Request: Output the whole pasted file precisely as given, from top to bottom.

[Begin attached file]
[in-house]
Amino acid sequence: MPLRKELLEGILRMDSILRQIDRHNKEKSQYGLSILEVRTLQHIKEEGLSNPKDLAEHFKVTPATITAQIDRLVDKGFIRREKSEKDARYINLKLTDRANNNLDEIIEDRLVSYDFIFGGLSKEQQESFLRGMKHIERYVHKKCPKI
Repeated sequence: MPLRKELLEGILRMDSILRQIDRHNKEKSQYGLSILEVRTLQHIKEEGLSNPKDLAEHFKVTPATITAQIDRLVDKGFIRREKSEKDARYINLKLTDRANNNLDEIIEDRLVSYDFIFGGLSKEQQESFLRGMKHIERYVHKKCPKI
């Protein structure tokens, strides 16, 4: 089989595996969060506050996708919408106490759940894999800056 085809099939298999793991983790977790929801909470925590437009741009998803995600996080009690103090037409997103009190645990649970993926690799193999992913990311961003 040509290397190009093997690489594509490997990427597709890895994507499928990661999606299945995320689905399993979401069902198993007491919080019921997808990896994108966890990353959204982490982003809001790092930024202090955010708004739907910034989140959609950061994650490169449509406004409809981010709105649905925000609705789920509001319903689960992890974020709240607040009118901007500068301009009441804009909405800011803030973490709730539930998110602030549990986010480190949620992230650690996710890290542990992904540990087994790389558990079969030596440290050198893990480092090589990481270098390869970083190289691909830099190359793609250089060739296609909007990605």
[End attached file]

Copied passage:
[in-house]
Amino acid sequence: MPLRKELLEGILRMDSILRQIDRHNKEKSQYGLSILEVRTLQHIKEEGLSNPKDLAEHFKVTPATITAQIDRLVDKGFIRREKSEKDARYINLKLTDRANNNLDEIIEDRLVSYDFIFGGLSKEQQESFLRGMKHIERYVHKKCPKI
Repeated sequence: MPLRKELLEGILRMDSILRQIDRHNKEKSQYGLSILEVRTLQHIKEEGLSNPKDLAEHFKVTPATITAQIDRLVDKGFIRREKSEKDARYINLKLTDRANNNLDEIIEDRLVSYDFIFGGLSKEQQESFLRGMKHIERYVHKKCPKI
């Protein structure tokens, strides 16, 4: 089989595996969060506050996708919408106490759940894999800056 085809099939298999793991983790977790929801909470925590437009741009998803995600996080009690103090037409997103009190645990649970993926690799193999992913990311961003 040509290397190009093997690489594509490997990427597709890895994507499928990661999606299945995320689905399993979401069902198993007491919080019921997808990896994108966890990353959204982490982003809001790092930024202090955010708004739907910034989140959609950061994650490169449509406004409809981010709105649905925000609705789920509001319903689960992890974020709240607040009118901007500068301009009441804009909405800011803030973490709730539930998110602030549990986010480190949620992230650690996710890290542990992904540990087994790389558990079969030596440290050198893990480092090589990481270098390869970083190289691909830099190359793609250089060739296609909007990605």